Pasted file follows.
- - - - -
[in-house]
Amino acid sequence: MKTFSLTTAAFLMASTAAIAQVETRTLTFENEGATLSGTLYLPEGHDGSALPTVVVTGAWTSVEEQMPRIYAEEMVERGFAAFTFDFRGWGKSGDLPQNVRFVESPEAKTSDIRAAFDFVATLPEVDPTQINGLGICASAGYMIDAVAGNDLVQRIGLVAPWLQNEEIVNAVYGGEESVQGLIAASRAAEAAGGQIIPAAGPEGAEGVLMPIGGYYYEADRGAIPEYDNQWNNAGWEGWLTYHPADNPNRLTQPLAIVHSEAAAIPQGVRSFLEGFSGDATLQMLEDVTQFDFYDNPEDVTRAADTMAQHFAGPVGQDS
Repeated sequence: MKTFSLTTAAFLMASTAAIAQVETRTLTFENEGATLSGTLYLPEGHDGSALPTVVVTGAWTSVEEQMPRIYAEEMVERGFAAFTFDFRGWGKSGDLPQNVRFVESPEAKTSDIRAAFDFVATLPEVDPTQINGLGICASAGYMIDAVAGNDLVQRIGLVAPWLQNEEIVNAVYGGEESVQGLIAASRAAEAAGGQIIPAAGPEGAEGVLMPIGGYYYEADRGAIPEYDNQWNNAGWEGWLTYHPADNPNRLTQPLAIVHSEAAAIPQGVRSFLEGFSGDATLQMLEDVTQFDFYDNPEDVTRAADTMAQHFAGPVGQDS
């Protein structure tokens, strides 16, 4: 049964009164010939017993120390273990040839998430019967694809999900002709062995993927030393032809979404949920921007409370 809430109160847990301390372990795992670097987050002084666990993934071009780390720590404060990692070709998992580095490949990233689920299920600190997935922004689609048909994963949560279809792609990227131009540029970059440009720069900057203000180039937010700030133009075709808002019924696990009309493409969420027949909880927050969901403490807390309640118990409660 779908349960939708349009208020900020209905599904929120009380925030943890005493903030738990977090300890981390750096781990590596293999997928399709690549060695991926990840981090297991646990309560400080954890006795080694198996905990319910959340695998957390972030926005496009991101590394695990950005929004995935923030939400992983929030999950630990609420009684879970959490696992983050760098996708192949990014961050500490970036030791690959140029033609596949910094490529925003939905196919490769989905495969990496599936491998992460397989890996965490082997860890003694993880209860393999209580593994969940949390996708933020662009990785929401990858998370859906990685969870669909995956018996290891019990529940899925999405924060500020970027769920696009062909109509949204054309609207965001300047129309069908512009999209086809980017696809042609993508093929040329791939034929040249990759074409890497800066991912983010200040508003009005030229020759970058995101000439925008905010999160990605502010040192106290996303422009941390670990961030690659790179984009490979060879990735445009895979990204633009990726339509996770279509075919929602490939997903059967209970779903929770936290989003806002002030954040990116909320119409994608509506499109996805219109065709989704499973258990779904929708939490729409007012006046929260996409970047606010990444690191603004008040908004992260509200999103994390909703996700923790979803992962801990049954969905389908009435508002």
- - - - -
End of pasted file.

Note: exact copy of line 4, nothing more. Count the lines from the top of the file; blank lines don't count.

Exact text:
């Protein structure tokens, strides 16, 4: 049964009164010939017993120390273990040839998430019967694809999900002709062995993927030393032809979404949920921007409370 809430109160847990301390372990795992670097987050002084666990993934071009780390720590404060990692070709998992580095490949990233689920299920600190997935922004689609048909994963949560279809792609990227131009540029970059440009720069900057203000180039937010700030133009075709808002019924696990009309493409969420027949909880927050969901403490807390309640118990409660 779908349960939708349009208020900020209905599904929120009380925030943890005493903030738990977090300890981390750096781990590596293999997928399709690549060695991926990840981090297991646990309560400080954890006795080694198996905990319910959340695998957390972030926005496009991101590394695990950005929004995935923030939400992983929030999950630990609420009684879970959490696992983050760098996708192949990014961050500490970036030791690959140029033609596949910094490529925003939905196919490769989905495969990496599936491998992460397989890996965490082997860890003694993880209860393999209580593994969940949390996708933020662009990785929401990858998370859906990685969870669909995956018996290891019990529940899925999405924060500020970027769920696009062909109509949204054309609207965001300047129309069908512009999209086809980017696809042609993508093929040329791939034929040249990759074409890497800066991912983010200040508003009005030229020759970058995101000439925008905010999160990605502010040192106290996303422009941390670990961030690659790179984009490979060879990735445009895979990204633009990726339509996770279509075919929602490939997903059967209970779903929770936290989003806002002030954040990116909320119409994608509506499109996805219109065709989704499973258990779904929708939490729409007012006046929260996409970047606010990444690191603004008040908004992260509200999103994390909703996700923790979803992962801990049954969905389908009435508002």